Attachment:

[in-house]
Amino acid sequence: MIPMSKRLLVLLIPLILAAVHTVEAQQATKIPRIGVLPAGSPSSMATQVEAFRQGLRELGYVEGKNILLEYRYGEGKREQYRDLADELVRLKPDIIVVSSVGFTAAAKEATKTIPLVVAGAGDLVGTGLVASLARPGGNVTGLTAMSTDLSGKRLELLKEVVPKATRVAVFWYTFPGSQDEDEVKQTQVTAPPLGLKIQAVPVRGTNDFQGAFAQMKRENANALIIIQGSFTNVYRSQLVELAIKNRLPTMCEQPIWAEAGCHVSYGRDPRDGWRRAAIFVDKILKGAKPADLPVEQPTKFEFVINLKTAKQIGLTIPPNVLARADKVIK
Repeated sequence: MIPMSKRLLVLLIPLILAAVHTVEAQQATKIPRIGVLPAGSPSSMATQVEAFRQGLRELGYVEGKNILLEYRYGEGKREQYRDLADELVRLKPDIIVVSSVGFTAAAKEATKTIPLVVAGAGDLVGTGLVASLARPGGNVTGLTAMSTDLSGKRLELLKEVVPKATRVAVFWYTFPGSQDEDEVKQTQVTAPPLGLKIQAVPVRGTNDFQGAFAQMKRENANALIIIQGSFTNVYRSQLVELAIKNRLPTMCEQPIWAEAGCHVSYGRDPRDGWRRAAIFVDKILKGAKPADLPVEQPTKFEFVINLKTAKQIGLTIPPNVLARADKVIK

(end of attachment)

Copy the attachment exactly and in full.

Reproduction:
[in-house]
Amino acid sequence: MIPMSKRLLVLLIPLILAAVHTVEAQQATKIPRIGVLPAGSPSSMATQVEAFRQGLRELGYVEGKNILLEYRYGEGKREQYRDLADELVRLKPDIIVVSSVGFTAAAKEATKTIPLVVAGAGDLVGTGLVASLARPGGNVTGLTAMSTDLSGKRLELLKEVVPKATRVAVFWYTFPGSQDEDEVKQTQVTAPPLGLKIQAVPVRGTNDFQGAFAQMKRENANALIIIQGSFTNVYRSQLVELAIKNRLPTMCEQPIWAEAGCHVSYGRDPRDGWRRAAIFVDKILKGAKPADLPVEQPTKFEFVINLKTAKQIGLTIPPNVLARADKVIK
Repeated sequence: MIPMSKRLLVLLIPLILAAVHTVEAQQATKIPRIGVLPAGSPSSMATQVEAFRQGLRELGYVEGKNILLEYRYGEGKREQYRDLADELVRLKPDIIVVSSVGFTAAAKEATKTIPLVVAGAGDLVGTGLVASLARPGGNVTGLTAMSTDLSGKRLELLKEVVPKATRVAVFWYTFPGSQDEDEVKQTQVTAPPLGLKIQAVPVRGTNDFQGAFAQMKRENANALIIIQGSFTNVYRSQLVELAIKNRLPTMCEQPIWAEAGCHVSYGRDPRDGWRRAAIFVDKILKGAKPADLPVEQPTKFEFVINLKTAKQIGLTIPPNVLARADKVIK